Oxford is renowned the world over, as the home of one of the oldest and
most highly revered Universities in Europe. The city lies at the confluence of the Rivers Cherwell and Thames, or "Isis", as it is locally known, giving
the opportunity for boating, punting and many pleasant riverside walks. Oxford is a compact city; its main streets radiate from Carfax Tower in
the centre, with most of the colleges and University buildings all within easy walking distance. It was Mathew Arnold whose description lingers in
the mind, and best sums up Oxford. "And that sweet City with her dreaming spires, she needs not June for beauty's heightening". Just
outside the City on Boar's Hill is the best place to see an overall view of the "dreaming spires", a hauntingly beautiful and unforgettable sight.
The University Church of St. Mary the Virgin - First mentioned in the
Domesday Book, one of the best views of Oxford is from the magnificent tower, which was built in the 13th century, the nave dates from the 15th and 16th centuries.
The Ashmolean Museum - Britain's oldest public museum, housing the
University's collections of paintings, glass, silver, ceramics and artefacts from the ancient world.
Other Museums in Oxford - Museum of Modern Art, Museum of Oxford,
Museum of the History of Science, Oxford University Museum of Natural History, the Bate Collection and the Pitt Rivers Museum.
The Radcliffe Camera (closed to the public) a rotunda, whose dome is a
landmark in Oxford's centre, was designed by James Gibb (1737-49). Inspired by the Tower of the Winds in Athens, it is regarded as one of
Europe's most beautiful buildings. It originally housed the Radcliffe Library, today the 16 sided room on the ground floor is a reading room for the Bodleian Library.
The Bodleian Library - 15th century Divinity School, 17th century Old
Schools Quadrangle and Exhibition Room.
Carfax Tower - 16th century church tower and viewpoint.
Curioxity - Hands on science exhibits for all ages.
The Oxford Story - Ride through exhibition interpreting the fascinating 800
year history of Oxford University.
Sheldonian Theatre - The ceremonial hall of the University designed by Sir Christopher Wren.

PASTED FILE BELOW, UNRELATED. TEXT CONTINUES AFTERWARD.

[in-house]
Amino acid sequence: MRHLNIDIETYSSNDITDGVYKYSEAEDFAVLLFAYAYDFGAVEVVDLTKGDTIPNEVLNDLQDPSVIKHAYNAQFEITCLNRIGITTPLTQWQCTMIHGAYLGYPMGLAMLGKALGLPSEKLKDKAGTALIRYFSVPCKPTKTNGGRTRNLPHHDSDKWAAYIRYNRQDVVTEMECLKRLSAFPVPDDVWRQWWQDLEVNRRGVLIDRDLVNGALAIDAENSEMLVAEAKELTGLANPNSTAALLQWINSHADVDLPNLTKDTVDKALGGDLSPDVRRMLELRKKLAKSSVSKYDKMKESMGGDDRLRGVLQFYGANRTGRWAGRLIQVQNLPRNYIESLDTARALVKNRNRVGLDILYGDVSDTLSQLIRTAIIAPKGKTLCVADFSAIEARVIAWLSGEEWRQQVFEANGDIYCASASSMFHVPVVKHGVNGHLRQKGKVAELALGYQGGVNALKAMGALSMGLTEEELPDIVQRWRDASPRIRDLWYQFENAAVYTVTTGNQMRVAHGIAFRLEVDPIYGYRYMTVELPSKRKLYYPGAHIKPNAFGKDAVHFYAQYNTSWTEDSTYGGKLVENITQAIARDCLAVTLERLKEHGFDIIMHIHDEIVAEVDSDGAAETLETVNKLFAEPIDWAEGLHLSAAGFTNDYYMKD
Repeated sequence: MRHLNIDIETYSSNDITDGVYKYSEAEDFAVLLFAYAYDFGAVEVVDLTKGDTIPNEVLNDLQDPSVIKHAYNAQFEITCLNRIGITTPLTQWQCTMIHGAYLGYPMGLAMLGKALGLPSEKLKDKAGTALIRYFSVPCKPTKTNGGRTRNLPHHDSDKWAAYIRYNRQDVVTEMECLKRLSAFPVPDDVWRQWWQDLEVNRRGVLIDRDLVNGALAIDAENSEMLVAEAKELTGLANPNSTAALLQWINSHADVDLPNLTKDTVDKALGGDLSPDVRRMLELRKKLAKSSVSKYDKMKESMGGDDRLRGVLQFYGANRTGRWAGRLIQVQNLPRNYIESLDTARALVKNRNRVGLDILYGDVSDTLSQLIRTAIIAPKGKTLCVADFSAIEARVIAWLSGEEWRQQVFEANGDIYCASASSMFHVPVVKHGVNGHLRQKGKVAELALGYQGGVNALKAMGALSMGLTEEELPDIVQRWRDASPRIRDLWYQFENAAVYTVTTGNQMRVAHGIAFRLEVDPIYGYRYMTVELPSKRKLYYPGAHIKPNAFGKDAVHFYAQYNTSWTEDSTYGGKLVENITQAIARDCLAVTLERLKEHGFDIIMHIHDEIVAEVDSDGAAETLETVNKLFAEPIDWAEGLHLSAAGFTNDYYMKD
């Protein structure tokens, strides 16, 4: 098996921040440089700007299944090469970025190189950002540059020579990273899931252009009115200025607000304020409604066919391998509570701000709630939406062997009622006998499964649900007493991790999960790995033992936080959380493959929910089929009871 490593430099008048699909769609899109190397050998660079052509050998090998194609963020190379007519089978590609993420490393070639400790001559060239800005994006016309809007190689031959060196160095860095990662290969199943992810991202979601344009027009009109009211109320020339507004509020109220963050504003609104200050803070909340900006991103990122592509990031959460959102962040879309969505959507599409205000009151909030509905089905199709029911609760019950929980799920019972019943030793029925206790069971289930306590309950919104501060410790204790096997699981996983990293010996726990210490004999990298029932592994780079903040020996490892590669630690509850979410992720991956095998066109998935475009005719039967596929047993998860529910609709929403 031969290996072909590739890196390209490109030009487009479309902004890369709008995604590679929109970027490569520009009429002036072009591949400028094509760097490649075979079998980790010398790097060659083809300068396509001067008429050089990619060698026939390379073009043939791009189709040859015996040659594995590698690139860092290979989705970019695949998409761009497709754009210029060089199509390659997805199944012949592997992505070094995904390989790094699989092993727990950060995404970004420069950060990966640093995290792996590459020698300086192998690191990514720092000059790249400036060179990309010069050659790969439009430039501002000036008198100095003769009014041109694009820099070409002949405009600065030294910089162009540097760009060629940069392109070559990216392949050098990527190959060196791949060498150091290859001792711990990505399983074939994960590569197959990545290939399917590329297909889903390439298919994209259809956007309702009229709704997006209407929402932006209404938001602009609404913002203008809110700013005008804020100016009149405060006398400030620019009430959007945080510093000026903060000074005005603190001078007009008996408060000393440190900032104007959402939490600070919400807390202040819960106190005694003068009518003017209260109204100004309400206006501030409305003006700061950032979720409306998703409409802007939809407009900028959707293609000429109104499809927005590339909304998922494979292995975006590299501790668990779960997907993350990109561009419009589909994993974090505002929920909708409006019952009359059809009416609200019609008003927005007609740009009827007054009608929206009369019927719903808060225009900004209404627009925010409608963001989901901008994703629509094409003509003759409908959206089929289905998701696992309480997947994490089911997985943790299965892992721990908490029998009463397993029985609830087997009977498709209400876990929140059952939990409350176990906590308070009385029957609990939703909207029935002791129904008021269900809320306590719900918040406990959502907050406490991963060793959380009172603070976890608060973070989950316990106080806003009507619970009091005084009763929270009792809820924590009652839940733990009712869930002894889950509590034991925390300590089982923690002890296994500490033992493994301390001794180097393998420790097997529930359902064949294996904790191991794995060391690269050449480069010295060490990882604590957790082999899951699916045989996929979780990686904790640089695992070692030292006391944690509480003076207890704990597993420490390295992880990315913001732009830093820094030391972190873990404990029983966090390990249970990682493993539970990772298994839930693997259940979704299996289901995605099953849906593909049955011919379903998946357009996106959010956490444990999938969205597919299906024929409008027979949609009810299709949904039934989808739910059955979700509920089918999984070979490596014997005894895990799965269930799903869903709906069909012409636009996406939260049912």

University of Oxford Botanic Gardens - Opposite Magdalen College in Rose
Lane is the oldest Botanic Gardens in Britain. Laid out in 1621 on the instructions of Henry, Earl of Danby, as a Physic Garden. Entrance is
through the beautiful Italianate Gateway designed by Nicholas Stone, beautiful flowerbeds, trees and greenhouses filled with rare plants,
collected over the centuries from around the world. The gardens are in a beautiful and peaceful setting, bounded on one side by the curve of the River Cherwell.
Nearby at Magdalen Bridge punts are available for hire on the Cherwell
and the Thames, other boat houses are located at Bardwell Road and Folly Bridge, St. Aldates.
The famous Christ Church Meadow, painted by J.M.W. Turner, still exists
and provides rural walkways in the heart of the city.
Today's Oxford, offers interesting shopping facilities, from the well-known
high street names, modern shopping centres and malls to the interesting Victorian covered market in the High Street. From the University's shop,
to many small specialists, offering old maps and prints, books, jewellery and local souvenirs you will find shopping interesting in Oxford.
When it comes to eating out, you will have no trouble finding just the
right place. Oxford is well experienced in catering for customers from around the world, of all ages and all tastes. There is a wide choice from
Coffee Houses through to gourmet Restaurants.
Entertainment in Oxford is as interesting as you would expect in this
university city. The Apollo Theatre is the largest theatre, where visiting international touring companies present a mix of musicals, shows and rock
and pop concerts. At Oxford Playhouse, leading international, national and local theatre companies make up a varied programme of high quality
drama, dance, music and opera presented in this newly refurbished Georgian Theatre. There are other smaller theatres where you can see
Drama and Comedy from the University's leading players. Classical music concerts are held in the Sheldonian Theatre, Christ Church Cathedral and other famous Oxford settings.
There exists an amiable dispute, about which college in Oxford is the oldest, and may be determined thus. -
University College had the first benefactor and indirectly, founder and the first property. Balliol College first occupied a site it has never left. Merton College had the
first statutes establishing a collegiate institution.
Brief details of the official Colleges of Oxford University.
All Souls College (1438) Founded by Henry Chichele Archbishop of
Canterbury, to commemorate those who had lost their lives in the Hundred Years War against France, and to pray for their souls. All Souls
has no undergraduate members, only graduate fellows elected for their academic distinction. The architecture of the college is among the finest
in Oxford, the north quadrangle and twin towers are the work of Hawksmoor and the sundial is by Wren. The Chapel is particularly fine, for
its hammer-beam roof with angels, the reredos was uncovered and restored in the 19th century.
Balliol College (1263) Founded by John Balliol was given its Statutes by
his widow the Scottish Princess Dervorguilla of Galloway in 1282. Most of the college buildings are from the 19th century.
Brasenose College (1509) Founded on the site of an earlier community.
The name is thought to derive from the Brazen Nose doorknocker hanging in the dining hall, which resembles an animal snout. The front, the first
quadrangle and the gateway tower are all original, the hall and chapel are attributed to Wren. Past Members - Field Marshal Haig, Jeffrey Archer, and William Golding.
Christ Church (1525) known as "The House", Founded as Cardinal College
by Cardinal Wolsey on the site of St. Frideswide's Monastery. Re-founded by Henry VIII (1546) and re-named Christ Church. Oxford's largest and